A former budget official's perspective on cost-benefit analysis

Apr 18, 2011

When I was a New York City budget official, I frequently heard from economists who would criticize budget makers, and me, in particular, for not using cost-benefit analysis as part of our decision-making process. While the idea made sense in principle, the prevailing cost-benefit models were either too academic or too skewed by their presuppositions to be useful to government officials tasked with crafting budgets.

When I joined Vera, one of my goals was to change the way cost-benefit analysis was used in criminal justice. I wanted budget officials to have a realistic and reliable source of data on costs and benefits. And, I wanted practitioners and policymakers to have access to practical cost-benefit results that could inform justice policy. At the very least, I knew that cost-benefit analysis, if done carefully, could give government officials more information than they previously had about the impact of their justice spending.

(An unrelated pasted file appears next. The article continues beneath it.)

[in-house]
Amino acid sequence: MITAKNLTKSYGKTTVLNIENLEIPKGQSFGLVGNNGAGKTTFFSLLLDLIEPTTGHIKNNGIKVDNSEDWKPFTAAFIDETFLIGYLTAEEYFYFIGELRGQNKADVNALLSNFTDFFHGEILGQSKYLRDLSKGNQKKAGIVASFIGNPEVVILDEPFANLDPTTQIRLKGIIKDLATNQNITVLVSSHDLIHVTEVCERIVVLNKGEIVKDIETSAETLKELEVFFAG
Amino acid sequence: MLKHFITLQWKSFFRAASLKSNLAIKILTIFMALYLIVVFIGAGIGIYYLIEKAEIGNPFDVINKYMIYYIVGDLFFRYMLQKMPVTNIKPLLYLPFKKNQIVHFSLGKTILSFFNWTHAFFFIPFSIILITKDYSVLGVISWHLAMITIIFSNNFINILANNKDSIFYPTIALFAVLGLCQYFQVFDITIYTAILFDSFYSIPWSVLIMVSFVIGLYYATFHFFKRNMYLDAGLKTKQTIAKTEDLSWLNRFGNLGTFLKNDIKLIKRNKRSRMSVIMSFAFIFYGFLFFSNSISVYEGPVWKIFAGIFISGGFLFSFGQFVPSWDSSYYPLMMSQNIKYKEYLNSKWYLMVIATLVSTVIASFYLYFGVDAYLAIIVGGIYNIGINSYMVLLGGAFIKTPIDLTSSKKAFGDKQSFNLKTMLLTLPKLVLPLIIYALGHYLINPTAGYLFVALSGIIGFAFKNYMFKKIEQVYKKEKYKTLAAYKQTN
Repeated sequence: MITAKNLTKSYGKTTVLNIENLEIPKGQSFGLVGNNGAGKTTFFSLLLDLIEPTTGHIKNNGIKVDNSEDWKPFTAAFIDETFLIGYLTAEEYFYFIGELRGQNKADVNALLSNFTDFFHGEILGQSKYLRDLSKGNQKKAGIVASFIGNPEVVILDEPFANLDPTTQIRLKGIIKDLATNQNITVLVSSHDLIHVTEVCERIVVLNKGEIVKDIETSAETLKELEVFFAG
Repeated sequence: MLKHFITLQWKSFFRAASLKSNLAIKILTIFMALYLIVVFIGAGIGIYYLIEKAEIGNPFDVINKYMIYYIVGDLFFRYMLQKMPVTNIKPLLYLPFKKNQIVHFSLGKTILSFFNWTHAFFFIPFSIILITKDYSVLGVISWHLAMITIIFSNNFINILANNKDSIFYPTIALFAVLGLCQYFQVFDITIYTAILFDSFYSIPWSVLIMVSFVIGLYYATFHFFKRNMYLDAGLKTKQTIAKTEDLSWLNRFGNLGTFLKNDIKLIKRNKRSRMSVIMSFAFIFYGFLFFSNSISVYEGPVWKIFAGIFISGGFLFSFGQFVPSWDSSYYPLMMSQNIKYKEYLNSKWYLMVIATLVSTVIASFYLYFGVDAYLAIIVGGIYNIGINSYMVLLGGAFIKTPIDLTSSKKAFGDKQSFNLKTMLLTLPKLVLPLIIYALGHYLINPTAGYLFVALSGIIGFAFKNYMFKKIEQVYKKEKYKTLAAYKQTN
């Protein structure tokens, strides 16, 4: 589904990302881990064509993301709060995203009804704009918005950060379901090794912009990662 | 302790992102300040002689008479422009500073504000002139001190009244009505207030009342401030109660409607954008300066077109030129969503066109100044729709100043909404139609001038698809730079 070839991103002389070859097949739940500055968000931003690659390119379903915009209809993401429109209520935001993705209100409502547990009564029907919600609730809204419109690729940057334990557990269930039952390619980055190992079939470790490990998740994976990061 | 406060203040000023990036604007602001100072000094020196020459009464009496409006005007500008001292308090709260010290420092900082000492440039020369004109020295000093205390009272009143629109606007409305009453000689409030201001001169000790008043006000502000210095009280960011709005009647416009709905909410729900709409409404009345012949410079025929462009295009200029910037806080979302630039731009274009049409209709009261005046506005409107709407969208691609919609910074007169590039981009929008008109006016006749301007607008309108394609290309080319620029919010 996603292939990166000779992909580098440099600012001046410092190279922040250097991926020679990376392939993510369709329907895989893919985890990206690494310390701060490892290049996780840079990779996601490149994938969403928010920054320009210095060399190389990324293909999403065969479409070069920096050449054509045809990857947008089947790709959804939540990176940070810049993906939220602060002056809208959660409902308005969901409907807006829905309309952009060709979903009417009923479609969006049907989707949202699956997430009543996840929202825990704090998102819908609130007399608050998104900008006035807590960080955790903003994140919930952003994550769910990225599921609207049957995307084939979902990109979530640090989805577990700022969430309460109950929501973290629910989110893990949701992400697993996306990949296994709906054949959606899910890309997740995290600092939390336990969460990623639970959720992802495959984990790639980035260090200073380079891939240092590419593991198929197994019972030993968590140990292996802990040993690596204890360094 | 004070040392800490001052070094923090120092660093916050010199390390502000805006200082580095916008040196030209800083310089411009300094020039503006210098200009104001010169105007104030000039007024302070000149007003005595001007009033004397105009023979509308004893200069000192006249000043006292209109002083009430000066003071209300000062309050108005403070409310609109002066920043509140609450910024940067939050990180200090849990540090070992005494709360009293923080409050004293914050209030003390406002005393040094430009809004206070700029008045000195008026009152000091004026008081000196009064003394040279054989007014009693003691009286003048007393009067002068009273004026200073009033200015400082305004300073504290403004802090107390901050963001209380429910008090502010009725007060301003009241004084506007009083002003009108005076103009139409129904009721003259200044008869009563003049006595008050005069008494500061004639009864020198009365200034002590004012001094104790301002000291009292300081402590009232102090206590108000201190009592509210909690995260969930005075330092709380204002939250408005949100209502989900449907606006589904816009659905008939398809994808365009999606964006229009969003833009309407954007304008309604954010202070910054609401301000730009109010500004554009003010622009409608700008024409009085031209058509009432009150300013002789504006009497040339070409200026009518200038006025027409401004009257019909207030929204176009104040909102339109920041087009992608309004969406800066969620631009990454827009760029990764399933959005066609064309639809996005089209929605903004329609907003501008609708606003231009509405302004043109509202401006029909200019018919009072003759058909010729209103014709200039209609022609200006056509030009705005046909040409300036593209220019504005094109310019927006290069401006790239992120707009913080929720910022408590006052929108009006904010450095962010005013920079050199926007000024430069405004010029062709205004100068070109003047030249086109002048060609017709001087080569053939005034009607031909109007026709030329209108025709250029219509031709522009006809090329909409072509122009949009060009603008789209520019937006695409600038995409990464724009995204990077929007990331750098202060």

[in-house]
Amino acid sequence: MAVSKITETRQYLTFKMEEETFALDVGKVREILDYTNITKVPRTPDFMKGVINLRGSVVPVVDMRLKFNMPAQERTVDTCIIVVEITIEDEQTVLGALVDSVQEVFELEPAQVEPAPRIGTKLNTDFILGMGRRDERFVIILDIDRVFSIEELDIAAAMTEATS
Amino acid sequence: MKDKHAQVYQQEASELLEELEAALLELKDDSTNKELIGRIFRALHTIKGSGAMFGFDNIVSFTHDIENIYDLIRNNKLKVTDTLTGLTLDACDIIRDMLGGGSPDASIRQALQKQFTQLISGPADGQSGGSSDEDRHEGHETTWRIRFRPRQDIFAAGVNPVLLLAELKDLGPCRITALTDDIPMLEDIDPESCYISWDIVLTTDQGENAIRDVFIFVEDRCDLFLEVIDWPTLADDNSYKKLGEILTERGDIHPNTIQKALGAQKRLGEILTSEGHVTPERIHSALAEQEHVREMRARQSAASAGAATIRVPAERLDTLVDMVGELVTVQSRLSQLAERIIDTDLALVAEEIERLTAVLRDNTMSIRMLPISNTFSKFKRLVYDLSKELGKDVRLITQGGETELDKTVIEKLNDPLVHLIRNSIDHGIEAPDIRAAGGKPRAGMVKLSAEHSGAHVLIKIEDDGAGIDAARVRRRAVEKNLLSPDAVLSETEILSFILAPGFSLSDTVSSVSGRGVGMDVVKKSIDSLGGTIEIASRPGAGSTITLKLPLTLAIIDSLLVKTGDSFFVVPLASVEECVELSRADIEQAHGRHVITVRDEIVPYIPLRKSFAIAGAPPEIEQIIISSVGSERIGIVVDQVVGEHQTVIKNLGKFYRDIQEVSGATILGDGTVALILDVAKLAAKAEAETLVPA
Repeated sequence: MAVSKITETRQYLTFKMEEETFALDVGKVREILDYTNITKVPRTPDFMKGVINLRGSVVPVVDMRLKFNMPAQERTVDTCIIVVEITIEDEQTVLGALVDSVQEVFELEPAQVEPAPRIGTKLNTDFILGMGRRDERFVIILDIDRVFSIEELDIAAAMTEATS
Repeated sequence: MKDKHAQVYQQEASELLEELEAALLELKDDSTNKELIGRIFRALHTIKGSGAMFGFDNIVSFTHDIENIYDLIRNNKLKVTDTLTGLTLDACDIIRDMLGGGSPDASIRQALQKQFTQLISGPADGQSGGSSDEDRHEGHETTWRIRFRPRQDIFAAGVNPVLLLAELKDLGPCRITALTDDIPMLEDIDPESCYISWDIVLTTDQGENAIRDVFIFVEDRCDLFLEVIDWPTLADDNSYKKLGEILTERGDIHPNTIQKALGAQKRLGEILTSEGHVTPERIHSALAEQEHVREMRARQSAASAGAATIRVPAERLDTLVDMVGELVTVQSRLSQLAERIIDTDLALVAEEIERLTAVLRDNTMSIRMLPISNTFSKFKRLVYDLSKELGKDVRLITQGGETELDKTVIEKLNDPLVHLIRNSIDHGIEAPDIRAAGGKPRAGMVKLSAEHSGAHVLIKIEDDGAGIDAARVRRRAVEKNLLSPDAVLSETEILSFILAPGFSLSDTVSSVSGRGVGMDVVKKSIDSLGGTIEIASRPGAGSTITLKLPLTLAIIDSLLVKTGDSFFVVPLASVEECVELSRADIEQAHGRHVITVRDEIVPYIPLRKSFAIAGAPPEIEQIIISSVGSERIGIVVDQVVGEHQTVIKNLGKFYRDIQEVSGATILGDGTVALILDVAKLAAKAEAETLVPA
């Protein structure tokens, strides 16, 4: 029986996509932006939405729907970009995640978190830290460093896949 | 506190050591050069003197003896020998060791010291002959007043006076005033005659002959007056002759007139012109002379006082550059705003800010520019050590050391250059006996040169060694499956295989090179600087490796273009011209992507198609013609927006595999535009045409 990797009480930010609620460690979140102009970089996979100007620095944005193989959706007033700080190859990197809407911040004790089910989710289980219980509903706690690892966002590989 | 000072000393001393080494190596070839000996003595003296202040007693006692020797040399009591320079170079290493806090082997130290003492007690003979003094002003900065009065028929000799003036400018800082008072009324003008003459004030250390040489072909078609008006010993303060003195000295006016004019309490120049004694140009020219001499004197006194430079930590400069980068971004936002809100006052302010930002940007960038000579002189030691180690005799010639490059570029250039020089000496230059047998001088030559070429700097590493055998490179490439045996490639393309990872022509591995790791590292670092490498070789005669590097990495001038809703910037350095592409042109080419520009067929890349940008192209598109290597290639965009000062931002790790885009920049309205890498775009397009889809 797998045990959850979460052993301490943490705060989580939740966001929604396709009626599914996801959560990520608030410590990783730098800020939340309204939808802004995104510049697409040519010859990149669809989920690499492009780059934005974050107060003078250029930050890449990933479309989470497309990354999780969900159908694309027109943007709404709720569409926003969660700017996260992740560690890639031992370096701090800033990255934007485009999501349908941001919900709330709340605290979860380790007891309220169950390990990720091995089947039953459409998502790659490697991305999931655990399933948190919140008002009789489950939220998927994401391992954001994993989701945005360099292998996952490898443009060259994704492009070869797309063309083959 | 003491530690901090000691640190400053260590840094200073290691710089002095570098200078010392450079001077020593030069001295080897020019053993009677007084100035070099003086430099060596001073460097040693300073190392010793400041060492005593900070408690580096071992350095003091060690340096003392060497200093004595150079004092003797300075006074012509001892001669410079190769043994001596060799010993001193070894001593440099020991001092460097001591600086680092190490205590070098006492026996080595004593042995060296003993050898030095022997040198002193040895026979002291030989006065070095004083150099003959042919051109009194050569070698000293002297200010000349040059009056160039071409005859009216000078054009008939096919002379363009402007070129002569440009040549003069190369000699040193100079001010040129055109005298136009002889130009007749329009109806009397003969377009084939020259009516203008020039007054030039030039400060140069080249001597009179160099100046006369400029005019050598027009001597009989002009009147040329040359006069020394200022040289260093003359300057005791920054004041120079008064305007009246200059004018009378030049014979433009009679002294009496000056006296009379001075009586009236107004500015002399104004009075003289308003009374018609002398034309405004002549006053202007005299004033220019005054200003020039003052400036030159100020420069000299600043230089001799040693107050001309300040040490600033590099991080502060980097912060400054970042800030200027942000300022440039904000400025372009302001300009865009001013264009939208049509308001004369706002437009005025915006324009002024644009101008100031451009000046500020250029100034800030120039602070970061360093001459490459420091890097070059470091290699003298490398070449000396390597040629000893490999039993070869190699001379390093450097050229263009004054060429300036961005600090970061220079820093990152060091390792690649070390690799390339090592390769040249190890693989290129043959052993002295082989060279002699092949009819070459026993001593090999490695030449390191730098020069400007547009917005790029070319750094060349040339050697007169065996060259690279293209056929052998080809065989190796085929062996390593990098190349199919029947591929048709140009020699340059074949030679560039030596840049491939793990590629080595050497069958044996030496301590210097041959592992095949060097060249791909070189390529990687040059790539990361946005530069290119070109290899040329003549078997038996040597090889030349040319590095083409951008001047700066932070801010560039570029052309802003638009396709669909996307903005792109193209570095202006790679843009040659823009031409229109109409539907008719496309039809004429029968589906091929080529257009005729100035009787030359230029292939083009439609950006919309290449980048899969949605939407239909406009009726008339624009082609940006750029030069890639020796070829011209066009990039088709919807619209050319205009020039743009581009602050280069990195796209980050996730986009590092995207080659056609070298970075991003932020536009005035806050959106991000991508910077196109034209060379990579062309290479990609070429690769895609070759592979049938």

Earlier last year, the Bureau of Justice Assistance funded Vera to create the Cost-Benefit Knowledge Bank for Criminal Justice (CBKB). The debut earlier this month of the website for CBKB, www.cbkb.org, is one way that Vera is helping to build this type of capacity for cost-benefit analysis in justice. CBKB guides practitioners on how to get reliable estimates for the costs and benefits of a program or practice. It also connects decision makers to studies, reports, and articles that can inform criminal justice policy.

As a former budget official, I’m really excited that Vera has taken on this work. Cost-benefit analysis has great potential to improve the justice system, but it must be done carefully and with attention to practical application. CBKB encourages just that.